Declaration of Independence

We hold these truths to be self-evident, that all men are created equal, that they are endowed by their Creator with certain unalienable Rights, that among these are Life, Liberty and the pursuit of Happiness. - That to secure these rights, Governments are instituted among Men, deriving their just powers from the consent of the governed.

Saturday, March 24, 2018

Achieving the Divine Nature

            I am enjoying my study of the New Testament. I appreciate the individual writing style of each of the apostles, and I am quite fond of the Apostle Peter. I found the principle that I would like to discuss today in his writings (2 Peter 1:4-7).

4 Whereby are given unto us exceeding great and precious promises: that by these ye might be partakers of the divine nature, having escaped the corruption that is in the world through lust.

5 And besides this, giving all diligence, add to your faith virtue; and to virtue knowledge;

6 And to knowledge temperance; and to temperance patience; and to patience godliness;

7 And to godliness brotherly kindness; and to brotherly kindness charity.

            Peter tells us in these verses that we must gain these Christlike attributes in order to become like Christ or to partake of the “divine nature.” As I read the above characteristics, I wondered if Peter wrote them in a specific order. I know that faith, the first principle that Peter lists, is the first principle of the gospel of Jesus Christ. I also know that charity, the last principle written by Peter, is the true love of Christ and what we must possess in order to return to His presence. However, I do not know the order of the remaining attributes, so I decided to learn a little more about them and went to the Bible Dictionary.

            The first principle of the gospel is faith  in Jesus Christ. It is defined in the scriptures as “the substance of things hoped for, the evidence of things not seen” (Hebrews 11:1). If we have faith, we “have hope for things which are not seen, which are true” (Alma 32:21). We do not receive any witness of our faith “until after the trial of [our] faith” (Ether 12:6). So faith is to hope for things that are true but not seen, and the witness of faith does not come until after the trial of faith is over.

            I was surprised when I did not find virtue in the Bible Dictionary, but I found this idea online. A person who has virtue “displays wisdom, courage, kindness, good manners, courtesy, modesty, generosity, and self-control in their life.” He also “perform[s] good acts” and gives “the best of himself.” So the principle of virtue covers a lot of different behaviors and must come after faith in order.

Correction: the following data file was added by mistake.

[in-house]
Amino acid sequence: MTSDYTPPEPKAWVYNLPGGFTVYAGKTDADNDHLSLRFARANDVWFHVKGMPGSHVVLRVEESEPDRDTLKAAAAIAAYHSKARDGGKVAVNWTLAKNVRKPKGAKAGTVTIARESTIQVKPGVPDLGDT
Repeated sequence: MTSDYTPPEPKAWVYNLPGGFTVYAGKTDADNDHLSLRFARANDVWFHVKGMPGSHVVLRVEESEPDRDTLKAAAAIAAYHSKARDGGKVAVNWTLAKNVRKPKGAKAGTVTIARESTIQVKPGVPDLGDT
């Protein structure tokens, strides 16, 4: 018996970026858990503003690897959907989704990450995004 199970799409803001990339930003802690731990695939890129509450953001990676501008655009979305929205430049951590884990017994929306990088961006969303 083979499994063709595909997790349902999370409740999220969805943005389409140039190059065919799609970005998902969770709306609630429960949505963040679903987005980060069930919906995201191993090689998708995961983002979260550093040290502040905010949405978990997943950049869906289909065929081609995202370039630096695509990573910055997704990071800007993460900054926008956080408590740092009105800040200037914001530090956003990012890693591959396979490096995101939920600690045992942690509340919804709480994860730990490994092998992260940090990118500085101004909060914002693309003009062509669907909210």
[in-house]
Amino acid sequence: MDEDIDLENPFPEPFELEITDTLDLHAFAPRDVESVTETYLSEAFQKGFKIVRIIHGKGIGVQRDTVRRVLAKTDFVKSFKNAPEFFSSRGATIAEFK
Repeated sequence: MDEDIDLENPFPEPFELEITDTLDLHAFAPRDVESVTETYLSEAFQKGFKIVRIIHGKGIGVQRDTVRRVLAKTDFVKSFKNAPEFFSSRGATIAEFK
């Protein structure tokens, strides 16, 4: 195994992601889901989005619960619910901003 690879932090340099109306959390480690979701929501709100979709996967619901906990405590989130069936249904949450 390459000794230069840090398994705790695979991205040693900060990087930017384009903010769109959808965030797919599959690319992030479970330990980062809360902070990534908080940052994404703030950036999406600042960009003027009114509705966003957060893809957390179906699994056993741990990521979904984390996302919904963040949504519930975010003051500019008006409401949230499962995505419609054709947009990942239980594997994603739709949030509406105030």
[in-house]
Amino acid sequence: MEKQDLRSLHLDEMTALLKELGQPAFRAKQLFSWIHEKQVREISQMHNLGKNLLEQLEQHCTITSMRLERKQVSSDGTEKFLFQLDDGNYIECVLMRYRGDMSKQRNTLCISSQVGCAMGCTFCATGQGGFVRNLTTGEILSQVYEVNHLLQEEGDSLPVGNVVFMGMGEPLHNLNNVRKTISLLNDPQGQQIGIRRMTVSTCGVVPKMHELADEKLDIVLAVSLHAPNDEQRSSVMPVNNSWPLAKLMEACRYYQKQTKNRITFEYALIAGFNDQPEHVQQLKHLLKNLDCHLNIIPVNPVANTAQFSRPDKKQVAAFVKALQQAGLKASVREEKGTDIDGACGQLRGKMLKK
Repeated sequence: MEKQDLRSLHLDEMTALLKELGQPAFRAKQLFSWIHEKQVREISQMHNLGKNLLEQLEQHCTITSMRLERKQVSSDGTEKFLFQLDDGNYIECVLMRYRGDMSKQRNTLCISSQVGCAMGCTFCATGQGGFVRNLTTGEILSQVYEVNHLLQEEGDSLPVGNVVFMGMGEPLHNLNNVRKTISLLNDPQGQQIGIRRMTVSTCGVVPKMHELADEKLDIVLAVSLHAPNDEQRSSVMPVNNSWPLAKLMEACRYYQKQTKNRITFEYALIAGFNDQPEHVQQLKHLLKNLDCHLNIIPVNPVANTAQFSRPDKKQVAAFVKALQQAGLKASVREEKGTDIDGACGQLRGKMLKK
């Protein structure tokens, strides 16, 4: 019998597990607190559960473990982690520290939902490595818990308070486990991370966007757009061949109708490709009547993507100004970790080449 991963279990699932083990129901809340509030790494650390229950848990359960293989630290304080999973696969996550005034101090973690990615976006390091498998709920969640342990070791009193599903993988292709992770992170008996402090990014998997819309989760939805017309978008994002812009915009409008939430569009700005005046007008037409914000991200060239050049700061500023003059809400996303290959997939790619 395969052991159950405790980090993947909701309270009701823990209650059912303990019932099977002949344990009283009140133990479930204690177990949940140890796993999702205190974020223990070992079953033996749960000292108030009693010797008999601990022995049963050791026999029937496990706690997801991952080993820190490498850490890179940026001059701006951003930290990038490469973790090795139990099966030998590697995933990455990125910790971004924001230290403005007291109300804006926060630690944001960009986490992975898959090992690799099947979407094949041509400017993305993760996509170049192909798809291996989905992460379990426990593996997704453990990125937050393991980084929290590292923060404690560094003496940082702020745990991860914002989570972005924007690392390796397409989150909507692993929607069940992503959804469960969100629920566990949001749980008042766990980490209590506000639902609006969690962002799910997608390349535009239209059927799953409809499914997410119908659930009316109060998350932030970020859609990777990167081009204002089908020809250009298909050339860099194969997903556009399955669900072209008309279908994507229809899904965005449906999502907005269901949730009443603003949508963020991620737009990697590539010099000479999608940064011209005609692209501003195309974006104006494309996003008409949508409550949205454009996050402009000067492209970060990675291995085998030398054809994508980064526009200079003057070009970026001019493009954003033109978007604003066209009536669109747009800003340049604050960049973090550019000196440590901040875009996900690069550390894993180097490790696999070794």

I did find knowledge in the Bible Dictionary and learned that knowledge is “one of the attributes of God. I also learned that “Knowledge of divine and spiritual things is absolutely essential for one’s salvation.... Knowledge is not obtained all at once, even by revelation, but line upon line, precept upon precept.” We know that knowledge is essential for salvation and that we cannot gain it all at once. This means that the pursuit of knowledge must be a lifelong effort.

            I did not find temperance in the Bible Dictionary, but I found this understanding online. Temperance means to be the master of our own desires and passions and to be in control of our own behavior, including how much we eat or drink. I once asked a stake president why obedience to the Word of Wisdom was so important. He answered that we cannot listen to and be obedient to the Holy Spirit if we are addicted to harmful substances. So we need to have the knowledge of what is right and wrong and then we must be obedient to that knowledge in our words and actions.

            The next principle is patience, for which I again went online for this definition. Patience is “the capacity to accept or tolerate delay, trouble, or suffering without getting angry or upset.” Its synonyms are: “forbearance, tolerance, restraint, self-restraint, stoicism.” So as we gain knowledge and practice temperance, we must also practice patience.

            This brings us to godliness. Again I went online to find this definition: “the quality or state of being spiritually pure or virtuous.” Synonyms are: “blessedness, devoutness, holiness, piety, piousness, sainthood, saintliness, sainthood, sanctity.” It makes sense that godliness follows temperance and patience because it seems to be the next step to take towards charity.

            The next principle is brotherly kindness. I again checked the Bible Dictionary before going online. I actually had a difficult time finding a simple definition of brotherly kindness because it appears to be the same as brotherly love. “Brotherly love in the biblical sense is an extension of the natural affection associated with near kin, toward the greater community of fellow believers, that goes beyond the mere duty … to “love thy neighbor as thyself.” It appears that it is brotherly kindness that helps us accept everyone into the family of God as spiritual brothers and sisters.

            This brings us to charity, the last of the attributes listed by Peter. I found this definition in the Bible Dictionary: “The highest, noblest, strongest kind of love, not merely affection; the pure love of Christ. It is never used to denote alms or deeds or benevolence, although it may be a prompting motive.” This is the highest Christlike characteristic that is known.